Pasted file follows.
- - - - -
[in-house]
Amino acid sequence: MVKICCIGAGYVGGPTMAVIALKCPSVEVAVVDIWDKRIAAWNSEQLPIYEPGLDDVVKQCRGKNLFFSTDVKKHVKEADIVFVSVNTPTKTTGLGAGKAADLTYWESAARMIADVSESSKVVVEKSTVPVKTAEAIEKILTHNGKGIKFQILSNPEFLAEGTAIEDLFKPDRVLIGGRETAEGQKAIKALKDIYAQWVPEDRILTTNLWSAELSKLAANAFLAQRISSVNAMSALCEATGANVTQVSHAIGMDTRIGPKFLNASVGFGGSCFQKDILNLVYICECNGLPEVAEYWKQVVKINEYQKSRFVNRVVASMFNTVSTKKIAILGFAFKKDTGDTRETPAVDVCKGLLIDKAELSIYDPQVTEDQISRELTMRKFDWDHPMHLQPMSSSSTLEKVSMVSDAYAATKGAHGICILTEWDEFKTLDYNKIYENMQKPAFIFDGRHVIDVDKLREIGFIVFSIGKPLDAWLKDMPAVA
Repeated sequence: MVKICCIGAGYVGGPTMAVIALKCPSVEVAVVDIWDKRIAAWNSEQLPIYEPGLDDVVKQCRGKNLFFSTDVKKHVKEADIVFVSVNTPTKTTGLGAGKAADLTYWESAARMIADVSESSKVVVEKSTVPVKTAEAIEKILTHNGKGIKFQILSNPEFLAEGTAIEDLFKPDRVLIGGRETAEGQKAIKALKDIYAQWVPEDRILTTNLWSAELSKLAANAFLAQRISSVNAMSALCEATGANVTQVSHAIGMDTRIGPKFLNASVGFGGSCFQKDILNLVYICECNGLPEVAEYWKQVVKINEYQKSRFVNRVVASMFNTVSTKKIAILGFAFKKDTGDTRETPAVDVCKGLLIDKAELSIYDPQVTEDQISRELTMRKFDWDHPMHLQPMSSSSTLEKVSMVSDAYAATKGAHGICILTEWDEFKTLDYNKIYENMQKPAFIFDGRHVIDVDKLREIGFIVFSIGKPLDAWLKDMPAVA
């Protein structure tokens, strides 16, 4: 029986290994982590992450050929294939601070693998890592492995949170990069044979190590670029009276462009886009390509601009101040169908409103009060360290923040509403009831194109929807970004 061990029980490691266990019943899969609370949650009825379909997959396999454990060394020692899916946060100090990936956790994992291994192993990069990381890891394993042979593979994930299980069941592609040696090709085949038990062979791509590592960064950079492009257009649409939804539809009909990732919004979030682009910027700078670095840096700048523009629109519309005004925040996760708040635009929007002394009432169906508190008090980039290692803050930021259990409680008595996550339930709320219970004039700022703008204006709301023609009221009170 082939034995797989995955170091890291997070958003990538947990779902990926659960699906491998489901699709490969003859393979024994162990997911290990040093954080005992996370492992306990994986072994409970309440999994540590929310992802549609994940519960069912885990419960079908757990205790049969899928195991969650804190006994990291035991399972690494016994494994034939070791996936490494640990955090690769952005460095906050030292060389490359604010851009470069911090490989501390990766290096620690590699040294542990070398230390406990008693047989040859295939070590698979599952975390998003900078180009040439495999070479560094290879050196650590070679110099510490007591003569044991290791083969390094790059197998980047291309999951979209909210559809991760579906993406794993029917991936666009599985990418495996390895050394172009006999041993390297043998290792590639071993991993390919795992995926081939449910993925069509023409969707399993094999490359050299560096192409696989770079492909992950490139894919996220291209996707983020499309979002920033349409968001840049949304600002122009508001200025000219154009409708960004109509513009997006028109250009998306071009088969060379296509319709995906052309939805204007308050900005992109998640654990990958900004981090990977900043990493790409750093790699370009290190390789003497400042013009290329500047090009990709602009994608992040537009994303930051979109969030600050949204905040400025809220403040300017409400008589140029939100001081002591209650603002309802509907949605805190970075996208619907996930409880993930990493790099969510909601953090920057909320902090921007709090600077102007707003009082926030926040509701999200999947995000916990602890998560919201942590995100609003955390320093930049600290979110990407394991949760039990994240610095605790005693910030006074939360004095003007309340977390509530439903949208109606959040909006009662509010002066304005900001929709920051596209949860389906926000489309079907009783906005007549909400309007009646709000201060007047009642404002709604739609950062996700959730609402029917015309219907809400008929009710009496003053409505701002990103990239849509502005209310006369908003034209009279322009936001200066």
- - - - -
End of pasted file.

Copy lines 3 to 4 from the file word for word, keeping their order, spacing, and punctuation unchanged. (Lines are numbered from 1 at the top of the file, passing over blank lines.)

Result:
Repeated sequence: MVKICCIGAGYVGGPTMAVIALKCPSVEVAVVDIWDKRIAAWNSEQLPIYEPGLDDVVKQCRGKNLFFSTDVKKHVKEADIVFVSVNTPTKTTGLGAGKAADLTYWESAARMIADVSESSKVVVEKSTVPVKTAEAIEKILTHNGKGIKFQILSNPEFLAEGTAIEDLFKPDRVLIGGRETAEGQKAIKALKDIYAQWVPEDRILTTNLWSAELSKLAANAFLAQRISSVNAMSALCEATGANVTQVSHAIGMDTRIGPKFLNASVGFGGSCFQKDILNLVYICECNGLPEVAEYWKQVVKINEYQKSRFVNRVVASMFNTVSTKKIAILGFAFKKDTGDTRETPAVDVCKGLLIDKAELSIYDPQVTEDQISRELTMRKFDWDHPMHLQPMSSSSTLEKVSMVSDAYAATKGAHGICILTEWDEFKTLDYNKIYENMQKPAFIFDGRHVIDVDKLREIGFIVFSIGKPLDAWLKDMPAVA
């Protein structure tokens, strides 16, 4: 029986290994982590992450050929294939601070693998890592492995949170990069044979190590670029009276462009886009390509601009101040169908409103009060360290923040509403009831194109929807970004 061990029980490691266990019943899969609370949650009825379909997959396999454990060394020692899916946060100090990936956790994992291994192993990069990381890891394993042979593979994930299980069941592609040696090709085949038990062979791509590592960064950079492009257009649409939804539809009909990732919004979030682009910027700078670095840096700048523009629109519309005004925040996760708040635009929007002394009432169906508190008090980039290692803050930021259990409680008595996550339930709320219970004039700022703008204006709301023609009221009170 082939034995797989995955170091890291997070958003990538947990779902990926659960699906491998489901699709490969003859393979024994162990997911290990040093954080005992996370492992306990994986072994409970309440999994540590929310992802549609994940519960069912885990419960079908757990205790049969899928195991969650804190006994990291035991399972690494016994494994034939070791996936490494640990955090690769952005460095906050030292060389490359604010851009470069911090490989501390990766290096620690590699040294542990070398230390406990008693047989040859295939070590698979599952975390998003900078180009040439495999070479560094290879050196650590070679110099510490007591003569044991290791083969390094790059197998980047291309999951979209909210559809991760579906993406794993029917991936666009599985990418495996390895050394172009006999041993390297043998290792590639071993991993390919795992995926081939449910993925069509023409969707399993094999490359050299560096192409696989770079492909992950490139894919996220291209996707983020499309979002920033349409968001840049949304600002122009508001200025000219154009409708960004109509513009997006028109250009998306071009088969060379296509319709995906052309939805204007308050900005992109998640654990990958900004981090990977900043990493790409750093790699370009290190390789003497400042013009290329500047090009990709602009994608992040537009994303930051979109969030600050949204905040400025809220403040300017409400008589140029939100001081002591209650603002309802509907949605805190970075996208619907996930409880993930990493790099969510909601953090920057909320902090921007709090600077102007707003009082926030926040509701999200999947995000916990602890998560919201942590995100609003955390320093930049600290979110990407394991949760039990994240610095605790005693910030006074939360004095003007309340977390509530439903949208109606959040909006009662509010002066304005900001929709920051596209949860389906926000489309079907009783906005007549909400309007009646709000201060007047009642404002709604739609950062996700959730609402029917015309219907809400008929009710009496003053409505701002990103990239849509502005209310006369908003034209009279322009936001200066």